A short week this week! The New York City public school vacation extended into this week, so we didn’t come back until Wednesday.
WEDNESDAY – First day back! The 6th graders were particularly quiet and studious. They completed a simulation which showed how limiting factors affect a population of milkweed bugs. We also watched the BrainPop clip on Human Population Growth. What a great website! Finally, the kids observed their milkweed bug habitats.
7th grade reviewed what they learned about the respiratory system before break by drawing the entire system and labeling the parts as well as drawing the alveoli and capillaries. Then we read about diseases that affect the lungs and did the List-Group-Label literacy exercise to review new vocabulary. It was really fun to have the whole class interacting as one to create the groups!
THURSDAY – The 6th grade studied an experiment from the FOSS Populations & Ecosystems curriculum that showed three data charts: the effect of temperature on hatching milkweed bugs, the effect of humidity on hatching milkweed bugs, and the effect of light on hatching milkweed bugs. The kids all determined temperature was the most important factor since below 10degrees and above 40degrees no eggs hatched. One student even made the astute observation that under no circumstances did all the eggs in a clutch (the packet of eggs) hatch. It’s so exciting to see them becoming scientists!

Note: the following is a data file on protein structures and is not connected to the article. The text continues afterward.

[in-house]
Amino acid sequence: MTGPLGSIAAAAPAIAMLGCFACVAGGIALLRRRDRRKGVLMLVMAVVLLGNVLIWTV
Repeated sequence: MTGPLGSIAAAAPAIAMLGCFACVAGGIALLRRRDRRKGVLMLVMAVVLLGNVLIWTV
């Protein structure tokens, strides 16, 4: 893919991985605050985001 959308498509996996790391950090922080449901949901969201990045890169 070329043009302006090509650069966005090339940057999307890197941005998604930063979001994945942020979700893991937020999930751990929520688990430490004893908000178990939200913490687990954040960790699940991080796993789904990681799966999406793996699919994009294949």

FRIDAY – The 8th graders were presenting their exit projects in a science fair format, so we spent half of each class reading the poster boards set up in the science room. This also meant we were displaced from our room, which provided new and interesting classroom management issues.
6th grade read another experiment on the abiotic limiting factors on algae and shrimp in Mono Lake. Students identified the most favorable conditions under which the most reproduction algae and shrimp is possible.
7th graders finished the scavenger hunt. We allowed them to use books, as well as each other, to complete the worksheet. Approximately 2/3 to 3/4 of the students finished all but one or two questions, so I should have left a couple of questions off since not having enough time provided students with a lot of anxiety. I was particularly frustrated with two students who are very intense about their academics; they were panicked that they were not complete and would get a bad grade. When I reviewed the packets, these students had only answered 3 of approximately 15 questions. I felt compelled to give them both a √- since their work was not satisfactory – I am planning on adding a note that they need to improve their time management skills.